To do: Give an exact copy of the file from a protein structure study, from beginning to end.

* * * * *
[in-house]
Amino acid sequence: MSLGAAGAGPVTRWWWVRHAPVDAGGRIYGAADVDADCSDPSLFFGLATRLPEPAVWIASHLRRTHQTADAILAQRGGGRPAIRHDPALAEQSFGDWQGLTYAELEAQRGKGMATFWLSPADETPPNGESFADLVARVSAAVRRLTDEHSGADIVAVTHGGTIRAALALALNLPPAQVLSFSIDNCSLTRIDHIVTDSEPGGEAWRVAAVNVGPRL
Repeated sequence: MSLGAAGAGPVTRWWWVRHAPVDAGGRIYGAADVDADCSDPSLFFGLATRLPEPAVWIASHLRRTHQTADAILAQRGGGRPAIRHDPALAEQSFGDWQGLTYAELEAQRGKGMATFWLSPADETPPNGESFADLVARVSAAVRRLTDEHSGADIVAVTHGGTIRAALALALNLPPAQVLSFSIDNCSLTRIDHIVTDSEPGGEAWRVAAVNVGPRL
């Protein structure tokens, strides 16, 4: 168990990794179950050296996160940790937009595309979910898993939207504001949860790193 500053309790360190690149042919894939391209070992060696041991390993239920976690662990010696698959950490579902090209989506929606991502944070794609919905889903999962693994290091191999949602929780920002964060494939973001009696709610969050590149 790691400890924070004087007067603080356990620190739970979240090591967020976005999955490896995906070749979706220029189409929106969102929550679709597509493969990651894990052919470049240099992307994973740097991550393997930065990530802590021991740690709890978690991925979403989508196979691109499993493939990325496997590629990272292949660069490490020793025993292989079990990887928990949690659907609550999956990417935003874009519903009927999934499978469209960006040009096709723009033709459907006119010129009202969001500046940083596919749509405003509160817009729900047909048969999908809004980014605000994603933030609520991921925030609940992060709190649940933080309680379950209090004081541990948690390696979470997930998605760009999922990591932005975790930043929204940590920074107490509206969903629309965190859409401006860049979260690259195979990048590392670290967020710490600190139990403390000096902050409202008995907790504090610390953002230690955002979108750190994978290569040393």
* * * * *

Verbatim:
[in-house]
Amino acid sequence: MSLGAAGAGPVTRWWWVRHAPVDAGGRIYGAADVDADCSDPSLFFGLATRLPEPAVWIASHLRRTHQTADAILAQRGGGRPAIRHDPALAEQSFGDWQGLTYAELEAQRGKGMATFWLSPADETPPNGESFADLVARVSAAVRRLTDEHSGADIVAVTHGGTIRAALALALNLPPAQVLSFSIDNCSLTRIDHIVTDSEPGGEAWRVAAVNVGPRL
Repeated sequence: MSLGAAGAGPVTRWWWVRHAPVDAGGRIYGAADVDADCSDPSLFFGLATRLPEPAVWIASHLRRTHQTADAILAQRGGGRPAIRHDPALAEQSFGDWQGLTYAELEAQRGKGMATFWLSPADETPPNGESFADLVARVSAAVRRLTDEHSGADIVAVTHGGTIRAALALALNLPPAQVLSFSIDNCSLTRIDHIVTDSEPGGEAWRVAAVNVGPRL
């Protein structure tokens, strides 16, 4: 168990990794179950050296996160940790937009595309979910898993939207504001949860790193 500053309790360190690149042919894939391209070992060696041991390993239920976690662990010696698959950490579902090209989506929606991502944070794609919905889903999962693994290091191999949602929780920002964060494939973001009696709610969050590149 790691400890924070004087007067603080356990620190739970979240090591967020976005999955490896995906070749979706220029189409929106969102929550679709597509493969990651894990052919470049240099992307994973740097991550393997930065990530802590021991740690709890978690991925979403989508196979691109499993493939990325496997590629990272292949660069490490020793025993292989079990990887928990949690659907609550999956990417935003874009519903009927999934499978469209960006040009096709723009033709459907006119010129009202969001500046940083596919749509405003509160817009729900047909048969999908809004980014605000994603933030609520991921925030609940992060709190649940933080309680379950209090004081541990948690390696979470997930998605760009999922990591932005975790930043929204940590920074107490509206969903629309965190859409401006860049979260690259195979990048590392670290967020710490600190139990403390000096902050409202008995907790504090610390953002230690955002979108750190994978290569040393």